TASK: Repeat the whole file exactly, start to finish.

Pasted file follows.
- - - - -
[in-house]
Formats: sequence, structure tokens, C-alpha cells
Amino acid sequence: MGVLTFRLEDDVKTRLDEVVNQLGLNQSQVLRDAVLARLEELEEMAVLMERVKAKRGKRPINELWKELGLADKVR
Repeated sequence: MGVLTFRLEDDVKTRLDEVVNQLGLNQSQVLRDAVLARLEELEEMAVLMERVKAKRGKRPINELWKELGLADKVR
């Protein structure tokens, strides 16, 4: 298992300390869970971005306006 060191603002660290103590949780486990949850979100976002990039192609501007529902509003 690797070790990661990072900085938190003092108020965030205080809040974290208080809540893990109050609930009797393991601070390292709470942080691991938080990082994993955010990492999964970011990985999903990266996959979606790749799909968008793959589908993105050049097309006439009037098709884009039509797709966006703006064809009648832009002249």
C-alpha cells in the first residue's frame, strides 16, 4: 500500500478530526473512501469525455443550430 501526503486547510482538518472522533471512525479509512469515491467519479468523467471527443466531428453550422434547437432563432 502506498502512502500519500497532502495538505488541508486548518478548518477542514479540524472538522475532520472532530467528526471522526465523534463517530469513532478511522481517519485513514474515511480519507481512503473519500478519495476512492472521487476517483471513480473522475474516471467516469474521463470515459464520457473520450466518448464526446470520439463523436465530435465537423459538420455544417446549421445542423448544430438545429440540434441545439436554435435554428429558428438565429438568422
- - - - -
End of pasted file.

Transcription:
[in-house]
Formats: sequence, structure tokens, C-alpha cells
Amino acid sequence: MGVLTFRLEDDVKTRLDEVVNQLGLNQSQVLRDAVLARLEELEEMAVLMERVKAKRGKRPINELWKELGLADKVR
Repeated sequence: MGVLTFRLEDDVKTRLDEVVNQLGLNQSQVLRDAVLARLEELEEMAVLMERVKAKRGKRPINELWKELGLADKVR
């Protein structure tokens, strides 16, 4: 298992300390869970971005306006 060191603002660290103590949780486990949850979100976002990039192609501007529902509003 690797070790990661990072900085938190003092108020965030205080809040974290208080809540893990109050609930009797393991601070390292709470942080691991938080990082994993955010990492999964970011990985999903990266996959979606790749799909968008793959589908993105050049097309006439009037098709884009039509797709966006703006064809009648832009002249």
C-alpha cells in the first residue's frame, strides 16, 4: 500500500478530526473512501469525455443550430 501526503486547510482538518472522533471512525479509512469515491467519479468523467471527443466531428453550422434547437432563432 502506498502512502500519500497532502495538505488541508486548518478548518477542514479540524472538522475532520472532530467528526471522526465523534463517530469513532478511522481517519485513514474515511480519507481512503473519500478519495476512492472521487476517483471513480473522475474516471467516469474521463470515459464520457473520450466518448464526446470520439463523436465530435465537423459538420455544417446549421445542423448544430438545429440540434441545439436554435435554428429558428438565429438568422